It’s tough living in the 21st century. We’ve so thoroughly ensconced ourselves within our hives of technology and so overwhelmed ourselves with information, that our sense of history has become a bit skewed. For example, just looking at my iPhoto, I notice that of my 18,000 digital photos, more than half are somehow from the past year! 16k are from the last 5 years! Similarly, in the yo-yo world, we see so many new releases, so many champions, and so many unbelievable new tricks that 5 years ago can seem like a galaxy far, far away. And while recent history could not feel more vibrant, learning about the characters which defined the vast majority of yo-yoing’s history can seem about as easy as programming a Betamax VCR with a Sanskrit manual.
Thus, for my first Top 5 column, I thought I’d flip back through the annals of Yo-Yo History to dust off some names which some of you may not be familiar, but who, regardless, irrevocably changed the history of our little obsession, and who could still mess your face up pretty good:
5. Larry Sayco – I got to meet this guy a few years back, and he was scary-awesome. He was probably about 75 then. He may have lost a step, but he’s still out there shredding, selling the same molded plastic yo-yo’s he makes in his workshop to sell at small shows throughout New England. When I visited him, he flawlessly demonstrated the into-the-pocket trick “Coin Deposit”, not only on himself, but into my own pants as well. He also had blindfolded trapeze on lock, despite using an impossibly thin wood-axle looper.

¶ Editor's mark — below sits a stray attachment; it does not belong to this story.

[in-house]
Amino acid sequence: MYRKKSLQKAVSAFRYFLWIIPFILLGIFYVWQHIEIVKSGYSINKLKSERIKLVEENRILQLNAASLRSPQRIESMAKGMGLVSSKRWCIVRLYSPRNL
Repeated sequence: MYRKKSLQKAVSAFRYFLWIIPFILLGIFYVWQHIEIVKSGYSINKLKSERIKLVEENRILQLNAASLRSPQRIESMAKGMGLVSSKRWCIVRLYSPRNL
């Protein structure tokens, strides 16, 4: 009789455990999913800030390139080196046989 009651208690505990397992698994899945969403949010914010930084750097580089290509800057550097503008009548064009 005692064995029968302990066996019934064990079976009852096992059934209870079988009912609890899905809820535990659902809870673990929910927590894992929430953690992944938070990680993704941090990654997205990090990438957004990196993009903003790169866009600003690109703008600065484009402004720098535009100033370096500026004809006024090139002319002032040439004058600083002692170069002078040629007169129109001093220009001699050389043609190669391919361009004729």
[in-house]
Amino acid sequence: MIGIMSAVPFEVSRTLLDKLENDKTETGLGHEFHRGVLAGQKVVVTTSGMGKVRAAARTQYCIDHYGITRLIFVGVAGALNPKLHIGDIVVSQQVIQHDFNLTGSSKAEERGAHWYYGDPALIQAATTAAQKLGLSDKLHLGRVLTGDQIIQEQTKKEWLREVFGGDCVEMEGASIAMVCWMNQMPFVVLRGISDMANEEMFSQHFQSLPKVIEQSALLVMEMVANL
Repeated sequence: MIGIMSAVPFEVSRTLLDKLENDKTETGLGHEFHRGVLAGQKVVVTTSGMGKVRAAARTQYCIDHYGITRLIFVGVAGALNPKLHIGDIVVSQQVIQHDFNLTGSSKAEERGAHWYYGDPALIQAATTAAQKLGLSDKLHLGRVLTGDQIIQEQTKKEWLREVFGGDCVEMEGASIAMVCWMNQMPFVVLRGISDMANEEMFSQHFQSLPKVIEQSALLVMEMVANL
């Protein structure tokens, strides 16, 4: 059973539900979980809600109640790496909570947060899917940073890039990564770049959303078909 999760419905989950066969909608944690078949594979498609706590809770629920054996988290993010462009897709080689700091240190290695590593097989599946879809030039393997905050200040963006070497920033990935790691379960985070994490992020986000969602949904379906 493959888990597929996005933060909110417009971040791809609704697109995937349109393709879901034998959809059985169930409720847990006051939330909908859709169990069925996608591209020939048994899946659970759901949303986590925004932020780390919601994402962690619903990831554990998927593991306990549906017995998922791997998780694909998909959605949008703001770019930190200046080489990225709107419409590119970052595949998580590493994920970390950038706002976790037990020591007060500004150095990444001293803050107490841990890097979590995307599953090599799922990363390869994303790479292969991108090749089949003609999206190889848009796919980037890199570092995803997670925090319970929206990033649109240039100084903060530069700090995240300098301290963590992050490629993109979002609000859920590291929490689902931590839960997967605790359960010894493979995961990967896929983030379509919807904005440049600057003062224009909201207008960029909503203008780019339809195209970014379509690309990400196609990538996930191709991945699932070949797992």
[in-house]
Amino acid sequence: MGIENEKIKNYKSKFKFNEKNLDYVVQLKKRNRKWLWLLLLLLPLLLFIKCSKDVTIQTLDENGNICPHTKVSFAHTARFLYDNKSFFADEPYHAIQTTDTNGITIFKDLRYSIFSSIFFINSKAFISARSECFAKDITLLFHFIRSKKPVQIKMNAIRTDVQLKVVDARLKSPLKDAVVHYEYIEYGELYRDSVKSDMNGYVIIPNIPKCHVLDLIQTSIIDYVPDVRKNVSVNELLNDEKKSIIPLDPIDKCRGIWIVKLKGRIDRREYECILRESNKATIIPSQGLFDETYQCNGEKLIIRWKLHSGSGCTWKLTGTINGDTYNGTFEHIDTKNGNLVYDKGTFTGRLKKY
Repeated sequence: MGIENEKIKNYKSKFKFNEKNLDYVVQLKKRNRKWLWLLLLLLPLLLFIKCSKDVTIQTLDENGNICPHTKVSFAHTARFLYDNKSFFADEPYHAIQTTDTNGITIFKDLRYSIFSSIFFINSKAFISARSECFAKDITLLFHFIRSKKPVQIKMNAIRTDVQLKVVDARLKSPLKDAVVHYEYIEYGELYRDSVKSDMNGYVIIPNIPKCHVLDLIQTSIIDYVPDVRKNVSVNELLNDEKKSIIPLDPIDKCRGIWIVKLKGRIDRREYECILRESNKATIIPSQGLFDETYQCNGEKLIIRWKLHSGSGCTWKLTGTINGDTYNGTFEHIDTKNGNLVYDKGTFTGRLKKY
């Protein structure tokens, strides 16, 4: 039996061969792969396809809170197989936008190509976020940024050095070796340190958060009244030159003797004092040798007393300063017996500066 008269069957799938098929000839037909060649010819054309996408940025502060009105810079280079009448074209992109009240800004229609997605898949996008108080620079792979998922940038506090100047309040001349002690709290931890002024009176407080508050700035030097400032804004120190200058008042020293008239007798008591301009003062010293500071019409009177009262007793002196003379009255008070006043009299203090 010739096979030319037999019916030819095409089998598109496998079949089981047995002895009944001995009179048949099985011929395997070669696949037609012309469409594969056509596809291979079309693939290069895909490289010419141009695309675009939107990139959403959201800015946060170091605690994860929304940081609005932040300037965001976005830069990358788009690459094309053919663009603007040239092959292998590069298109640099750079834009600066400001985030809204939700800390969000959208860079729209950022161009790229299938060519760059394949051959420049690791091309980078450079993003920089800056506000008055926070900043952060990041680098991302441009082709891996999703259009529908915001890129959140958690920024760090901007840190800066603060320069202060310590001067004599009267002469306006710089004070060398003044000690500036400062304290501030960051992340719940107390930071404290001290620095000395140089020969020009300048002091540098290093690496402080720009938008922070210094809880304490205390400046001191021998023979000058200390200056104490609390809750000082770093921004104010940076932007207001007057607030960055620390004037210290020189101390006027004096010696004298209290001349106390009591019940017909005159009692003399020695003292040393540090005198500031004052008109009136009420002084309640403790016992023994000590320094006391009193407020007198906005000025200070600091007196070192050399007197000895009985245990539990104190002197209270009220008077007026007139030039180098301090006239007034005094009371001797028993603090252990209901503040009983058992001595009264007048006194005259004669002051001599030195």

4. Dale Myrberg – Dale has been in the game professionally since the mid-eighties, and his performance experience has yielded the kind of consistency that just freaks out modern players. He pretty much embarrassed me at Worlds a few years ago when he challenged a bunch of modern players to try his tricks on stage using golden age yo-yo’s. As modern fixed axle luminary Drew Tetz related: “In the last year before shoe-judging, Dale wandered into the Fixed Axle Throwdown entirely by accident. He started walking out, but Jack [Ringca] grabbed him and let him know that he was a sudden wildcard entry into the final round. Dale took two Russells out of his pocket and said “Just tell me when to stop,” before launching into two solid minutes of every ridiculous old school trick you’ve ever seen, the majority of which was linked into two monster combos by continuous regens.” Check out his textbook-melting Split-the-Atom into Coin Deposit in this vid (and just try not to make the same incredulous moan the guy filming it does).
3. Dale Oliver – As close to a living legend as we’ve got in yo-yoing, if you haven’t hung out with Dale, you’re missing out big time. His stories span a lifetime of sharing yo-yoing with the masses, and are as unbelievable as his skill. Tales of traveling through Mexico on yoyo promotions with Tommy “Punchy” Hatcher, a guy who was on the Duncan payroll for the sole purpose of beating up demonstrators from rival companies; stories about being asked to relinquish his lifetime membership to the Playboy club and refusing…there is very little that Dale hasn’t done and even less than he’ll admit to. You might think a guy who has played a lifetime of yo-yo would be pretty jaded about modern playing, but no. I sat next to Dale during the 07 Worlds finals and he was hooting as loudly as anyone in the room about Yuuki’s legendary freestyle. Game recognize game.